THE KING OF THE MAORIS
 THE colony of New Zealand grew rapidly greater and
stronger. In 1847 Dunedin was founded by a party of
Scottish settlers sent out by the Free Church of
Scotland. In 1850 Canterbury was founded by the Church
of England. These towns would have grown faster than
they did, had not gold been discovered in Australia.
For many then who had come from home, meaning to settle
in New Zealand, rushed away to Australia and the gold
But things soon righted themselves, for it was not long
before the fame of the grassy plains of New Zealand
spread to Australia. Farmers there, hearing of these
plains where not even a tree had to be cut down to
clear the land, sailed over from Australia, bringing
flocks with them. Soon the Canterbury pastures became
as famous the world over as those of Australia. And
since ways of keeping meat by freezing it have been
found out, much of the mutton used in Great Britain is
brought from New Zealand.
In 1852 New Zealand became a self-governing colony, and
in 1854 the first New Zealand Parliament was held.
All seemed prosperous and well with the colony when
once more land troubles began.
Some of the Maori chiefs had always been against
selling land to the British. "The money the white man
 gives is soon spent," they said. "The land is gone
from us for ever, and we have nothing left." Yet, year
by year they saw the white people fence in more and
more land for farms. So now many of these tribes banded
themselves together into a Land League. The members of
this league vowed to sell no more land to the white
About this same time too, some of the tribes made up
their minds to choose a king. In choosing this king
they had no thought of rebelling against the Queen. But
they saw that although the governor ruled the white men
and the Maoris too, when they quarrelled with the white
men, they let them fight amongst themselves as much as
they liked. So they desired a king who should rule the
Maoris as the Queen far away ruled her people. Within
the large tract of land which they had vowed never to
sell, the Maori king should rule alone. Within this
land no road should be made—for all roads led to
There was much talk and argument before a king was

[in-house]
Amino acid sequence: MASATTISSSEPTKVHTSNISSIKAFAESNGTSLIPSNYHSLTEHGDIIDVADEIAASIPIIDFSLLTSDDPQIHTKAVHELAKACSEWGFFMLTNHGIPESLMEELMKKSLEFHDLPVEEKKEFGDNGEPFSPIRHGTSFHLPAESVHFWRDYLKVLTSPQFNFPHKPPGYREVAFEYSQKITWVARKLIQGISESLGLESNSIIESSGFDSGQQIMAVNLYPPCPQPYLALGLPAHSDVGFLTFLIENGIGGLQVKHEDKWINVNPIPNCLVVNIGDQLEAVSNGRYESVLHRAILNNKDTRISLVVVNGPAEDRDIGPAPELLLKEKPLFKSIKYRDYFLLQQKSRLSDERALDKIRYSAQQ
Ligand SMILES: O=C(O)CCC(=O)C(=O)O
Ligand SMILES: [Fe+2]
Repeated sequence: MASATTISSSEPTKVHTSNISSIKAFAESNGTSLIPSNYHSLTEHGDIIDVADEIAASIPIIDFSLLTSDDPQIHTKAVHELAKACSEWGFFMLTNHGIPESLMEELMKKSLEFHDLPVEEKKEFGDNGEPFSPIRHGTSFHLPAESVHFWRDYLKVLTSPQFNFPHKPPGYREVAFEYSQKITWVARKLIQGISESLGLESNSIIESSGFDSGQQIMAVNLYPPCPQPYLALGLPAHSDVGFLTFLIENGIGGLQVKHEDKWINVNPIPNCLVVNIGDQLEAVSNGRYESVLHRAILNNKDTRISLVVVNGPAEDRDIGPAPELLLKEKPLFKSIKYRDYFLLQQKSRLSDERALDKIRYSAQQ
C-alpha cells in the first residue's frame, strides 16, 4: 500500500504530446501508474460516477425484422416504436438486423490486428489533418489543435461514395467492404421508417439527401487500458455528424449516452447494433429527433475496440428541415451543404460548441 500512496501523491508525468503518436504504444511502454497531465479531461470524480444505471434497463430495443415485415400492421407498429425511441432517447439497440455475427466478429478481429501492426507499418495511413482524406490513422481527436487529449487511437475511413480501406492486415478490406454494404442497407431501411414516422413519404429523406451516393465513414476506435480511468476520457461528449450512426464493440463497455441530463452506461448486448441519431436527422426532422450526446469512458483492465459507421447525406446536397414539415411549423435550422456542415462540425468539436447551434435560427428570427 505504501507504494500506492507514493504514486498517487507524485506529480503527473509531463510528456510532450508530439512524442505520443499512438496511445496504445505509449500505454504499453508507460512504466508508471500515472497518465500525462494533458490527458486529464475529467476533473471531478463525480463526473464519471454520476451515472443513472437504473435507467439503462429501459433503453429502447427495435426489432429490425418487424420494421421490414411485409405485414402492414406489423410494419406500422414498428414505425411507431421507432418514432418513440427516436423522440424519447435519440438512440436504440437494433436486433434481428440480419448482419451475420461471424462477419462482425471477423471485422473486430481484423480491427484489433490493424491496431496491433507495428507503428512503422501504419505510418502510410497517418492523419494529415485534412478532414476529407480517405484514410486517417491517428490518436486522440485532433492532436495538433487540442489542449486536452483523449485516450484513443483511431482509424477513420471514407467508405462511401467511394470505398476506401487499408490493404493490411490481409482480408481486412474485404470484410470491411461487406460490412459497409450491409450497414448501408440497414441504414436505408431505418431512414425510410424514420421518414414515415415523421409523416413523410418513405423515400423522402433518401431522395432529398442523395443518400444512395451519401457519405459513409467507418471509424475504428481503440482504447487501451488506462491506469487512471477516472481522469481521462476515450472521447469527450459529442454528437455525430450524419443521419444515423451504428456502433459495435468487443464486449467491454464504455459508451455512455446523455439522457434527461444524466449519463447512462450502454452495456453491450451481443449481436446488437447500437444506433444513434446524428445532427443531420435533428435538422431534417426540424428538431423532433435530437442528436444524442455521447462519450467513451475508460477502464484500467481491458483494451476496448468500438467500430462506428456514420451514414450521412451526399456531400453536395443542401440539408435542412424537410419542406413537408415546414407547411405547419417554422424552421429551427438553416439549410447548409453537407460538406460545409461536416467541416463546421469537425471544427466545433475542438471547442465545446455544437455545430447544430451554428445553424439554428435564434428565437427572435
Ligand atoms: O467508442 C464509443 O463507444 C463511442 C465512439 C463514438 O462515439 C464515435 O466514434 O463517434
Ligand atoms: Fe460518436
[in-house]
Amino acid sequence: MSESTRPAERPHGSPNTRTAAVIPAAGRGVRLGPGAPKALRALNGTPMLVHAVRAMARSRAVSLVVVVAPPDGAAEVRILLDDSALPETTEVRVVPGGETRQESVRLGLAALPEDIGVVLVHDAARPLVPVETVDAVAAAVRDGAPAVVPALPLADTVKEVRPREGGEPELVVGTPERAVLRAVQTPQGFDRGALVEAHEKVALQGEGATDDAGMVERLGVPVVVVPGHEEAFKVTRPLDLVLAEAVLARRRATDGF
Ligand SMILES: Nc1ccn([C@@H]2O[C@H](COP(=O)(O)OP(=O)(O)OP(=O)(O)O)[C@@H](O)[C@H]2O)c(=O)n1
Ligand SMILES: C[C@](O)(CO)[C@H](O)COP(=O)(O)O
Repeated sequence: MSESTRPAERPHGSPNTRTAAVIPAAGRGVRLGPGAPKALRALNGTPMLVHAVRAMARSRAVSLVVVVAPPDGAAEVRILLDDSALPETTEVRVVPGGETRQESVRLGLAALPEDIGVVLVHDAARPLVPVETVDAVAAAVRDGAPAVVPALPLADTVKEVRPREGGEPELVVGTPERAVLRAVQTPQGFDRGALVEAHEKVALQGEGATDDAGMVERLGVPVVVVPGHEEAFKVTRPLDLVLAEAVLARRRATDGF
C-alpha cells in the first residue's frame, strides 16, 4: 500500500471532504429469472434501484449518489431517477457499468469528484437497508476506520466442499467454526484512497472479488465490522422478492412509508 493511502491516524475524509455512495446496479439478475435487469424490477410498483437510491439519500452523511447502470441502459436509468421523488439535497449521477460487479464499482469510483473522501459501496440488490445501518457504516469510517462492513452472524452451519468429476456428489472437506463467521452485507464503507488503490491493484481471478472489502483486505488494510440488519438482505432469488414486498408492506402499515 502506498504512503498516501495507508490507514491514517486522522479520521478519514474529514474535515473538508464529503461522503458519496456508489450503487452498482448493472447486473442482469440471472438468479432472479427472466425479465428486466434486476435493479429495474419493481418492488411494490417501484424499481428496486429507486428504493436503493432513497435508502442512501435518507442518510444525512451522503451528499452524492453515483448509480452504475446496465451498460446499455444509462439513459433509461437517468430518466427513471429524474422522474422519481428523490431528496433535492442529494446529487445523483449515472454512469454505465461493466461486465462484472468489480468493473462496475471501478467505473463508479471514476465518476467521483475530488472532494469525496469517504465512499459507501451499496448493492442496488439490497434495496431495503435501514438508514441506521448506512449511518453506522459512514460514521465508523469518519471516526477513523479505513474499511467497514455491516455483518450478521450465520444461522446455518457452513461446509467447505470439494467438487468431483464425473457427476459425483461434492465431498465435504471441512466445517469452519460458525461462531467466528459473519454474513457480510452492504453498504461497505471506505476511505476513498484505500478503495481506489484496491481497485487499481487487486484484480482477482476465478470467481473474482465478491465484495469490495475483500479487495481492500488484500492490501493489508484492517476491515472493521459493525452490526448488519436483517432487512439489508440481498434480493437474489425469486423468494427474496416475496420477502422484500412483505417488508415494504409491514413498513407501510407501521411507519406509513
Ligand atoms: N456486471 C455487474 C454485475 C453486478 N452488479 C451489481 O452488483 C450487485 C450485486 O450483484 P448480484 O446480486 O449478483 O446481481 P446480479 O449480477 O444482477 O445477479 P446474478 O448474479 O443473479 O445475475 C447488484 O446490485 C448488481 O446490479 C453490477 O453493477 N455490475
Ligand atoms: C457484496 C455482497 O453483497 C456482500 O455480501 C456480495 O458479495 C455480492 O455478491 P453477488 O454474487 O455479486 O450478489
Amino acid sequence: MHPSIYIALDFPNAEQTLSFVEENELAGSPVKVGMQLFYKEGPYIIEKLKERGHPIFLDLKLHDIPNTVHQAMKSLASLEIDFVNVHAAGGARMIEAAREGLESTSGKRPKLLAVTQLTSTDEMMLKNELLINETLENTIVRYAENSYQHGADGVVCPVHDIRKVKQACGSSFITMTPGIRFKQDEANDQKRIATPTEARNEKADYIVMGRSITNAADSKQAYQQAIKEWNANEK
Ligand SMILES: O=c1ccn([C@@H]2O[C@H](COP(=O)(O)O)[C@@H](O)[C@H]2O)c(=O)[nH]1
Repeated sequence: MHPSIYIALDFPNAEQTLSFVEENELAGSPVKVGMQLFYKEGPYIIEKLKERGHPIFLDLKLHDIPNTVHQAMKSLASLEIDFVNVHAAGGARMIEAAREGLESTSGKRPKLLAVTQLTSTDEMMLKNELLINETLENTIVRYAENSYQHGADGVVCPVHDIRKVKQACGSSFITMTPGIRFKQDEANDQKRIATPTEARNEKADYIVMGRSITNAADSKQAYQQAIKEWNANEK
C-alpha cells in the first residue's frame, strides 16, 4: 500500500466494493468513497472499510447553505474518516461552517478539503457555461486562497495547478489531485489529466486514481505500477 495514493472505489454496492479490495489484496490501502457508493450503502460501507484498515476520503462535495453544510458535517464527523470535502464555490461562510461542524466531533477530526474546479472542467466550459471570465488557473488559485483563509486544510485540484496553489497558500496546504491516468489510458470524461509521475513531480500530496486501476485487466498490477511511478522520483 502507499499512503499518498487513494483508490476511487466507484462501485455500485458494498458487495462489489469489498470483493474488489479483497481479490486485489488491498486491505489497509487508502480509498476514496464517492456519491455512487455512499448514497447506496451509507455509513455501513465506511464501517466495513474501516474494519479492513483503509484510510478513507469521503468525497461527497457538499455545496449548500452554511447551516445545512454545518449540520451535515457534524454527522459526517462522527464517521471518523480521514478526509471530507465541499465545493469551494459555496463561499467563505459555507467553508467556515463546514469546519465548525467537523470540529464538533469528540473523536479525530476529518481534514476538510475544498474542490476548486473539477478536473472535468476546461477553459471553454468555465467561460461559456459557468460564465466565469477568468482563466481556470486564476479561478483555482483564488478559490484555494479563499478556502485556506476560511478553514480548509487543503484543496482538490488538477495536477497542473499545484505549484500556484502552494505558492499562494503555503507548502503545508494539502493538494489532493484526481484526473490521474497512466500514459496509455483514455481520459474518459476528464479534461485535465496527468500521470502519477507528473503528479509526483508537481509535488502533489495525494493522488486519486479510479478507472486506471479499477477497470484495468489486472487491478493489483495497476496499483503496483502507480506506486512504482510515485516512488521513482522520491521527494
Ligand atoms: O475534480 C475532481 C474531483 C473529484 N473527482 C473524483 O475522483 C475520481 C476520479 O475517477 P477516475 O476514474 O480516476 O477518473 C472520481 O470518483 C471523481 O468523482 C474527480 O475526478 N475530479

chosen. For all did not agree that a king would be good
to have. But at last a brave old warrior called Te
Whero-Whero Potatau was elected. A standard, too, was
chosen and raised. It was a white flag with a red
border, bearing two red crosses, and the words "Potatau,
King of New Zealand."
But many were against the flag, as they had been
against the king. "I am content with the flag of
Britain," said one old warrior. "It is seen all over
the world. It belongs to me. I get some of its honour.
What honour can I get from your flag? It is as a
fountain without water."
"Let the flag stand," said another, "but wash out the
writing upon it. As for me I am a subject of the
 But in spite of all objections the flag was unfurled,
the king was chosen.
Potatau was now treated with royal honours. Salutes
were fired, his subjects stood bareheaded before him,
and backed out of his presence, while he, wrapped in an
old blanket, sat upon a mat and smoked his pipe.
And sometimes while his counsellors talked and made
laws, he slept peacefully, knowing not what was done.
Governor Browne paid little attention to the "King
movement" as it was called. If he had, he might have
turned it to good. As it was, it turned to evil.
Soon a quarrel arose which led to fighting. A Maori
offered to sell to the governor some land at Waitara,
not far from New Plymouth. The governor bought it, but
Te Rangitake, the chief in whose country the land was,
being among those who had joined the Land League,
forbade the sale. "I will not give it up!" he cried;
"I will not, I will not, I will not! I have spoken."
The Maori land laws were very difficult for a white man
to follow. The chiefs often had a kind of feudal right
over the land, and so, although it did not really
belong to Te Rangitake, he had a right to forbid the
sale. "These lands will not be given by us into your
hands," he wrote to Governor Browne, "lest we become
like the birds of the sea which are resting upon a
rock. When the tide flows the rock is covered by the
sea. The birds fly away because there is no
resting-place for them. I will not give you the land."
But the governor decided that Te Rangitake had no right
to hinder the selling of the land. So he sent men to
mark it out for farms. But the men were met by all the
oldest and ugliest women in the land, who hugged and
kissed them till they were obliged to run away.
Then the governor sent soldiers, and seeing that
 peaceful means were no longer of use, the whole tribe
rose in arms. Rangitake built a pah upon the land,
pulled up the governor's stakes and flags and burned
them, and war began.
Once more the governor sent to Australia for soldiers.
Once more the land was filled with blood and war.
From pah to pah the Maoris flitted as their custom was.
Settlers in terror fled from their farms, leaving their
homes, their flocks and herds, to the mercy of the
Maoris. Some fled from the country altogether.
At first this quarrel had nothing to do with the King
movement. Indeed Te Rangitake had refused to join that.
But now the king tribes came to help their fellow
countrymen. The king himself was old and feeble, so the
men were led by a young and warlike chief called Te
Waharoa. It was he, indeed, who had been one of the
principal upholders of the king, and he was called the
In the midst of all the trouble the king died, and his
son Tawhiao was chosen in his stead. But he had not the
fame of his father, and had little power among the
For many months the war went on, but at length, in May
1861, peace was made, the governor promising to look
into Te Rangitake's claims once more.